CCT emerges as data point in care

Mar 15, 2013

Application of information may have role for enabling glaucoma screening, guiding clinical management

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Data from the Ocular Hypertension Treatment Study and other research show that central corneal thickness varies by race/ethnicity and predicts glaucoma risk.

By Cheryl Guttman Krader; Reviewed by James D. Brandt, MD

Sacramento, CA-Central corneal thickness (CCT) likely represents a biomarker of underlying glaucoma risk.

Results from accumulating data indicate that CCT varies by race/ethnicity and is the largest artifact affecting tonometry. While the balance between the role of CCT as tonometry artifact and biomarker in individuals and populations is not yet fully understood, current knowledge supports using information on CCT in glaucoma screening and management, according to James D. Brandt, MD.

“I would argue that we should use CCT in population screening strategies, [because] there is good evidence that CCT alone identifies high-risk individuals,” said Dr. Brandt, professor of ophthalmology and vision science and director, Glaucoma Service UC Davis Eye Center, University of California-Davis, Sacramento. “In addition, it helps to identify people at much lower risk and thereby helps avoid their over-treatment.

“In fact, in a study we reported at the 2012 meeting of the American Glaucoma Society, we showed that looking at just CCT and cup-to-disc ratio might be a very effective and efficient [strategy for] glaucoma screening,” he said.

Patient management

Regarding patient management, Dr. Brandt recommended that clinicians use the glaucoma risk calculators that incorporate CCT.

“These have been validated in multiple populations and represent the highest level of evidence-based medical practice,” he said. “Additionally, clinicians should pay attention to patients with thin corneas by obtaining good baseline data, especially disc photographs, performing increased surveillance, and shooting for a lower IOP target when appropriate.”

Dr. Brandt discussed CCT associations with race/ethnicity and how CCT might influence clinical practice as he addressed ethnic variations in glaucoma prevalence, detection, and treatment outcomes.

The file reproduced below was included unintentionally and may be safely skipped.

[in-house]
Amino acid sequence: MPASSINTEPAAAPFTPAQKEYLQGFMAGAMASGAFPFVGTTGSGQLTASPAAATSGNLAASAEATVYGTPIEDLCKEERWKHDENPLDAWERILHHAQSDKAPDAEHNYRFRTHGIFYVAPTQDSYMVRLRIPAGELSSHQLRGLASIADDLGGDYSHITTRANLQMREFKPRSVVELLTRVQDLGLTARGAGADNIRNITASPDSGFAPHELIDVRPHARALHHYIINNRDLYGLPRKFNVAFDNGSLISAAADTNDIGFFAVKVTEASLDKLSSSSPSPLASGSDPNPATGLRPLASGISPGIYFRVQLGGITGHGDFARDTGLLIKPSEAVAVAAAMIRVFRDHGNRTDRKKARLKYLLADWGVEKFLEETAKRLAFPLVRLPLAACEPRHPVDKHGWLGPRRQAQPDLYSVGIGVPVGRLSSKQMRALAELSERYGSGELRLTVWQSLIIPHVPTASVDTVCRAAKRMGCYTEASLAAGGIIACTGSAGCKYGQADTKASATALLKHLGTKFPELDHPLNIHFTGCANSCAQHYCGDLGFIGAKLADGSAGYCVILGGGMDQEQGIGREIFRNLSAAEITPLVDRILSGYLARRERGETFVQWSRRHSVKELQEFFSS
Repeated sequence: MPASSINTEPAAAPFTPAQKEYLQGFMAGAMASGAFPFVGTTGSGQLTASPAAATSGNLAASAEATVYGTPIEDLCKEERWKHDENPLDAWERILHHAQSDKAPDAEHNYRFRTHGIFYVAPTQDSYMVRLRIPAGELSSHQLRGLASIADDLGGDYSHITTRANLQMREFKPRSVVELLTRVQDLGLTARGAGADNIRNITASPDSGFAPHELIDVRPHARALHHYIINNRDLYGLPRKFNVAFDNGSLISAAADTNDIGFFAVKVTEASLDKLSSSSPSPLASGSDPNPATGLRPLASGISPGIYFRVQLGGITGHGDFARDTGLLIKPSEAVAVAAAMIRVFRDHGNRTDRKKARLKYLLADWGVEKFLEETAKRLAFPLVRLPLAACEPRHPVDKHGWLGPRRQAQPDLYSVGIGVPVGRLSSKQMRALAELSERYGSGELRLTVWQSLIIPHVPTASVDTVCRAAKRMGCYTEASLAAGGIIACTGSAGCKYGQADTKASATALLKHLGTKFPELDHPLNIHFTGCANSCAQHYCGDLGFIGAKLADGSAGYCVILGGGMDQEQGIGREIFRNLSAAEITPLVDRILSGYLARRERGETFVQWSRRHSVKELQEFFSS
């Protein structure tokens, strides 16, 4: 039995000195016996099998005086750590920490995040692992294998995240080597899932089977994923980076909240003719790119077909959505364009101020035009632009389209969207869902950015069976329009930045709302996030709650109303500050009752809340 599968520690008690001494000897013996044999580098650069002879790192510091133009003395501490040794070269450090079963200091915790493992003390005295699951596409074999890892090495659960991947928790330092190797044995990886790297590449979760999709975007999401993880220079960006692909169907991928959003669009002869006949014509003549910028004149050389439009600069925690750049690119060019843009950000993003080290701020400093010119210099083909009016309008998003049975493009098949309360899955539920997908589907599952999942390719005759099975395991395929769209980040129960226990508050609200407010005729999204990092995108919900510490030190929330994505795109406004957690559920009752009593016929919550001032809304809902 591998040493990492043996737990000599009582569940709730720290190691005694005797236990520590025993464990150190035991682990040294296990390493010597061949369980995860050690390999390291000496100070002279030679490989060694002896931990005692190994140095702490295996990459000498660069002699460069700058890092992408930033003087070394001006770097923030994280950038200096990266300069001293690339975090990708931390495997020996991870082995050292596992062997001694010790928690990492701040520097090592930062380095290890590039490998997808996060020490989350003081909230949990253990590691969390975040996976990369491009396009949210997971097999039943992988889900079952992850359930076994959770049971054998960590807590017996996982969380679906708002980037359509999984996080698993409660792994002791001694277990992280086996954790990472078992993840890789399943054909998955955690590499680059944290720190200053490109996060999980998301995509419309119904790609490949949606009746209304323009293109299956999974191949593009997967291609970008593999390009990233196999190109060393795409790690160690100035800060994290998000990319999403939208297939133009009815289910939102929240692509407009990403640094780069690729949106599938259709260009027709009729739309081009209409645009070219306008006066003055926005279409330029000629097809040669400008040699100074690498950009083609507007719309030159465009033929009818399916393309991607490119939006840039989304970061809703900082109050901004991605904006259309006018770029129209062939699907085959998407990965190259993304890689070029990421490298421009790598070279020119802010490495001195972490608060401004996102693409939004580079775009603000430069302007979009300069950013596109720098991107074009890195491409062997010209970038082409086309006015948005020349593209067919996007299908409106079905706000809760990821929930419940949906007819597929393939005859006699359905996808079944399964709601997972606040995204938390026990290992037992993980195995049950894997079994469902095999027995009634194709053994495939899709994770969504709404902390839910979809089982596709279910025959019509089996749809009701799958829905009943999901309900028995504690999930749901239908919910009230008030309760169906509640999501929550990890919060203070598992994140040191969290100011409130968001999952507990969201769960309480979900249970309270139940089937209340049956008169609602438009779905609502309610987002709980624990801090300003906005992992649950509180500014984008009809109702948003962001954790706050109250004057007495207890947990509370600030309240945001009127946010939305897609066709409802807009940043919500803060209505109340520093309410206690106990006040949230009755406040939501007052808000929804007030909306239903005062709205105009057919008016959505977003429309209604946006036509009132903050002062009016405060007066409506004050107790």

He noted that it was the Ocular Hypertension Treatment Study (OHTS) that brought the role of CCT in glaucoma susceptibility to the fore. OHTS data showed CCT was lower in African-American patients on average than in their Caucasian counterparts. Results of multivariate modeling of OHTS data showed that thinner CCT and a larger cup:disc ratio among patients with African-American heritage helped to explain their increased risk for developing glaucoma.

“The risk relationship with CCT was externally validated by the European Glaucoma Prevention Study, and now we believe that thinner CCT confers an almost two-fold increased risk of open-angle glaucoma,” Dr. Brandt said.

Other studies on CCT variation

Until OHTS, information on CCT variation by race/ethnicity was mostly derived from studies done in Scandinavia and Greenland. Beyond OHTS, findings from the longitudinal Barbados Eye Survey involving an Afro-Caribbean population showed that thin CCT significantly influenced glaucoma risk independent of IOP. Similarly in the Los Angeles Latino Eye Survey (LALES), CCT had a substantial impact on glaucoma risk among Hispanics that was also independent of IOP.

“Looking at the LALES cohort over time, the relationship between CCT and eventual glaucoma risk remained a powerful one,” said Dr. Brandt, referring to a recent publication in Ophthalmology.1

Analyses of more than 30,000 data points in population-based studies that carefully characterized normal subjects and CCT also showed variations across different ethnic groups. Interestingly, Australian aboriginals had the thinnest corneas of all populations studied, but they also appear to have the lowest rate of glaucoma of any population yet studied.

“This information indicates the relationship between corneal thickness and glaucoma risk is a complex one that we still do not fully understand,” Dr. Brandt said.

As reported by Dimasi et al., who studied both humans and animals, there is also a significant relationship between skin pigmentation phenotype and CCT. Based on their findings, the investigators suggested that some of the genes controlling corneal thickness are probably closely linked to those determining pigmentation.

Reference

1. Jiang X, Varma R, Wu S, Torres M, Azen SP, Francis BA, Chopra V, Nguyen BB, Los Angeles Latino Eye Study Group. Baseline risk factors that predict the development of open-angle glaucoma in a population: the Los Angeles Latino Eye Study. Ophthalmology. 2012;119:2245-2253.

 

Fyi

James D. Brandt, MD

E: jdbrandt@ucdavis.edu

Dr. Brandt declares no financial interests relevant to the subject matter. The article is based on Dr. Brandt’s presentation at the 2012 annual meeting of the American Academy of Ophthalmology.

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